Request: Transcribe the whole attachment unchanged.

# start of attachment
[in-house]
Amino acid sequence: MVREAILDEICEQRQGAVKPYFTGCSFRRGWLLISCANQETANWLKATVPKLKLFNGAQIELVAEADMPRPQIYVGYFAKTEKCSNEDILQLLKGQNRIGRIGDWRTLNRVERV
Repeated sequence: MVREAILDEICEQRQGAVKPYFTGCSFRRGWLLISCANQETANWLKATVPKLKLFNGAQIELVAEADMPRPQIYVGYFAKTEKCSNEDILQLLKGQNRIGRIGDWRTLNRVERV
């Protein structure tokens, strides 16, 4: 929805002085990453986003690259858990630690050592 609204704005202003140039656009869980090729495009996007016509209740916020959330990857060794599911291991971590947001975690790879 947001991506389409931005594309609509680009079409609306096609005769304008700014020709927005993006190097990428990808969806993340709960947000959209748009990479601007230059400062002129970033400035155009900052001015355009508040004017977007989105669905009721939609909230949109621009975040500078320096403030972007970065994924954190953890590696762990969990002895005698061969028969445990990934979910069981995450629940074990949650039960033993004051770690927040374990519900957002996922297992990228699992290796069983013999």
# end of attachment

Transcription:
[in-house]
Amino acid sequence: MVREAILDEICEQRQGAVKPYFTGCSFRRGWLLISCANQETANWLKATVPKLKLFNGAQIELVAEADMPRPQIYVGYFAKTEKCSNEDILQLLKGQNRIGRIGDWRTLNRVERV
Repeated sequence: MVREAILDEICEQRQGAVKPYFTGCSFRRGWLLISCANQETANWLKATVPKLKLFNGAQIELVAEADMPRPQIYVGYFAKTEKCSNEDILQLLKGQNRIGRIGDWRTLNRVERV
């Protein structure tokens, strides 16, 4: 929805002085990453986003690259858990630690050592 609204704005202003140039656009869980090729495009996007016509209740916020959330990857060794599911291991971590947001975690790879 947001991506389409931005594309609509680009079409609306096609005769304008700014020709927005993006190097990428990808969806993340709960947000959209748009990479601007230059400062002129970033400035155009900052001015355009508040004017977007989105669905009721939609909230949109621009975040500078320096403030972007970065994924954190953890590696762990969990002895005698061969028969445990990934979910069981995450629940074990949650039960033993004051770690927040374990519900957002996922297992990228699992290796069983013999």